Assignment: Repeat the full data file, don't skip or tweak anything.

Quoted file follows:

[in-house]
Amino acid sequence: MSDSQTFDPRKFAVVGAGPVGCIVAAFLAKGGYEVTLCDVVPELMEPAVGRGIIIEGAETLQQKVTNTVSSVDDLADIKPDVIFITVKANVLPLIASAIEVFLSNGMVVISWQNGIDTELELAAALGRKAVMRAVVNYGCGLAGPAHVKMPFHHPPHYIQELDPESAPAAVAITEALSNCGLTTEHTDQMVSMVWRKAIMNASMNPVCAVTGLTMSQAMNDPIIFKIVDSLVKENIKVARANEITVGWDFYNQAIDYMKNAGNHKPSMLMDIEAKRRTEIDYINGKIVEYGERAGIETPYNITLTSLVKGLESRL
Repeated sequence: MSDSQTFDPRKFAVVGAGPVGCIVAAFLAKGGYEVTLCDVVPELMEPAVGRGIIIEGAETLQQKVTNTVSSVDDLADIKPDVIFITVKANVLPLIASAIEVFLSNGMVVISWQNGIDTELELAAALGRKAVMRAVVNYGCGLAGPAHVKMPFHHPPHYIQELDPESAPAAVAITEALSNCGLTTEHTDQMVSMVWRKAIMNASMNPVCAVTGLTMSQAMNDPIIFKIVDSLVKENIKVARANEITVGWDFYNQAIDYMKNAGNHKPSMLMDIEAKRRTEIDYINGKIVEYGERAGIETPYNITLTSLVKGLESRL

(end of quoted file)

[in-house]
Amino acid sequence: MSDSQTFDPRKFAVVGAGPVGCIVAAFLAKGGYEVTLCDVVPELMEPAVGRGIIIEGAETLQQKVTNTVSSVDDLADIKPDVIFITVKANVLPLIASAIEVFLSNGMVVISWQNGIDTELELAAALGRKAVMRAVVNYGCGLAGPAHVKMPFHHPPHYIQELDPESAPAAVAITEALSNCGLTTEHTDQMVSMVWRKAIMNASMNPVCAVTGLTMSQAMNDPIIFKIVDSLVKENIKVARANEITVGWDFYNQAIDYMKNAGNHKPSMLMDIEAKRRTEIDYINGKIVEYGERAGIETPYNITLTSLVKGLESRL
Repeated sequence: MSDSQTFDPRKFAVVGAGPVGCIVAAFLAKGGYEVTLCDVVPELMEPAVGRGIIIEGAETLQQKVTNTVSSVDDLADIKPDVIFITVKANVLPLIASAIEVFLSNGMVVISWQNGIDTELELAAALGRKAVMRAVVNYGCGLAGPAHVKMPFHHPPHYIQELDPESAPAAVAITEALSNCGLTTEHTDQMVSMVWRKAIMNASMNPVCAVTGLTMSQAMNDPIIFKIVDSLVKENIKVARANEITVGWDFYNQAIDYMKNAGNHKPSMLMDIEAKRRTEIDYINGKIVEYGERAGIETPYNITLTSLVKGLESRL